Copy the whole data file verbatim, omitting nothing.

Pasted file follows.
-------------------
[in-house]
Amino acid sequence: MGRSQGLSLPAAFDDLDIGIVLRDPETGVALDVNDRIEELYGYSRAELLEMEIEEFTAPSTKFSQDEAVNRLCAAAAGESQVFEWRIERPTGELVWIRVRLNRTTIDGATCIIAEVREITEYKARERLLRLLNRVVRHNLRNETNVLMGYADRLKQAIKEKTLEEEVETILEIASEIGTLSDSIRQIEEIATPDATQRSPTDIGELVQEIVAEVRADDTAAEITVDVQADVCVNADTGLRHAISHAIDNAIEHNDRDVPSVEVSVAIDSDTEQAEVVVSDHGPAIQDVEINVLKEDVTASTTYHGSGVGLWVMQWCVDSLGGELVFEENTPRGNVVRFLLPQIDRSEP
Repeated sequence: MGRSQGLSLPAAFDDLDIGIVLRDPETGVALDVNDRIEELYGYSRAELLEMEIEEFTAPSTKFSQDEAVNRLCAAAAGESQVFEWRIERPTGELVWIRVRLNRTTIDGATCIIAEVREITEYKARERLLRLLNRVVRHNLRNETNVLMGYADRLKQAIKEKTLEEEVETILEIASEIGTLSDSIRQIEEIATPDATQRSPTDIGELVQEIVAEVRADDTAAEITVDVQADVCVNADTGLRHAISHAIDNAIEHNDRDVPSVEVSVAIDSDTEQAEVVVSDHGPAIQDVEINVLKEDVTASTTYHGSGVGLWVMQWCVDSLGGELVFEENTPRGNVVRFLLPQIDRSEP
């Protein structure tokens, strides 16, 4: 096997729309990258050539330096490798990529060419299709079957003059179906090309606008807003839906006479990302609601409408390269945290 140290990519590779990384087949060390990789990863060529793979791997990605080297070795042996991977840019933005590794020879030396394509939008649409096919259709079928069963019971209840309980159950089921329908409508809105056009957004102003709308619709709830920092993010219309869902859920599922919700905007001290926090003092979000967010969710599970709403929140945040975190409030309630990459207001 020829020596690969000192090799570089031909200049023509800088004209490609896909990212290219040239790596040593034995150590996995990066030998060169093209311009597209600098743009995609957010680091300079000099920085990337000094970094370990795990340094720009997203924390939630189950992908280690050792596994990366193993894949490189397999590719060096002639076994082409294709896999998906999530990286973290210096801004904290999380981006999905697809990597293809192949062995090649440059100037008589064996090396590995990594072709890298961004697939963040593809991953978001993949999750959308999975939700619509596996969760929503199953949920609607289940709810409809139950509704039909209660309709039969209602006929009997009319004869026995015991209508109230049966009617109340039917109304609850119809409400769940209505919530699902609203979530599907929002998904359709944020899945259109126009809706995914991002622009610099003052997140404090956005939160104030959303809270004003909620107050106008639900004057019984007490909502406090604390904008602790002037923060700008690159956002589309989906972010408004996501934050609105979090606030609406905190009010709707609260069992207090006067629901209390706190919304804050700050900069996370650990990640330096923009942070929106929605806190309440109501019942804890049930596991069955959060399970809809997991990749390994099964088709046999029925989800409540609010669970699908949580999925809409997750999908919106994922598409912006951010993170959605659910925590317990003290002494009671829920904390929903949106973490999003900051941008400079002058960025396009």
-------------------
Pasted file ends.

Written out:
[in-house]
Amino acid sequence: MGRSQGLSLPAAFDDLDIGIVLRDPETGVALDVNDRIEELYGYSRAELLEMEIEEFTAPSTKFSQDEAVNRLCAAAAGESQVFEWRIERPTGELVWIRVRLNRTTIDGATCIIAEVREITEYKARERLLRLLNRVVRHNLRNETNVLMGYADRLKQAIKEKTLEEEVETILEIASEIGTLSDSIRQIEEIATPDATQRSPTDIGELVQEIVAEVRADDTAAEITVDVQADVCVNADTGLRHAISHAIDNAIEHNDRDVPSVEVSVAIDSDTEQAEVVVSDHGPAIQDVEINVLKEDVTASTTYHGSGVGLWVMQWCVDSLGGELVFEENTPRGNVVRFLLPQIDRSEP
Repeated sequence: MGRSQGLSLPAAFDDLDIGIVLRDPETGVALDVNDRIEELYGYSRAELLEMEIEEFTAPSTKFSQDEAVNRLCAAAAGESQVFEWRIERPTGELVWIRVRLNRTTIDGATCIIAEVREITEYKARERLLRLLNRVVRHNLRNETNVLMGYADRLKQAIKEKTLEEEVETILEIASEIGTLSDSIRQIEEIATPDATQRSPTDIGELVQEIVAEVRADDTAAEITVDVQADVCVNADTGLRHAISHAIDNAIEHNDRDVPSVEVSVAIDSDTEQAEVVVSDHGPAIQDVEINVLKEDVTASTTYHGSGVGLWVMQWCVDSLGGELVFEENTPRGNVVRFLLPQIDRSEP
């Protein structure tokens, strides 16, 4: 096997729309990258050539330096490798990529060419299709079957003059179906090309606008807003839906006479990302609601409408390269945290 140290990519590779990384087949060390990789990863060529793979791997990605080297070795042996991977840019933005590794020879030396394509939008649409096919259709079928069963019971209840309980159950089921329908409508809105056009957004102003709308619709709830920092993010219309869902859920599922919700905007001290926090003092979000967010969710599970709403929140945040975190409030309630990459207001 020829020596690969000192090799570089031909200049023509800088004209490609896909990212290219040239790596040593034995150590996995990066030998060169093209311009597209600098743009995609957010680091300079000099920085990337000094970094370990795990340094720009997203924390939630189950992908280690050792596994990366193993894949490189397999590719060096002639076994082409294709896999998906999530990286973290210096801004904290999380981006999905697809990597293809192949062995090649440059100037008589064996090396590995990594072709890298961004697939963040593809991953978001993949999750959308999975939700619509596996969760929503199953949920609607289940709810409809139950509704039909209660309709039969209602006929009997009319004869026995015991209508109230049966009617109340039917109304609850119809409400769940209505919530699902609203979530599907929002998904359709944020899945259109126009809706995914991002622009610099003052997140404090956005939160104030959303809270004003909620107050106008639900004057019984007490909502406090604390904008602790002037923060700008690159956002589309989906972010408004996501934050609105979090606030609406905190009010709707609260069992207090006067629901209390706190919304804050700050900069996370650990990640330096923009942070929106929605806190309440109501019942804890049930596991069955959060399970809809997991990749390994099964088709046999029925989800409540609010669970699908949580999925809409997750999908919106994922598409912006951010993170959605659910925590317990003290002494009671829920904390929903949106973490999003900051941008400079002058960025396009």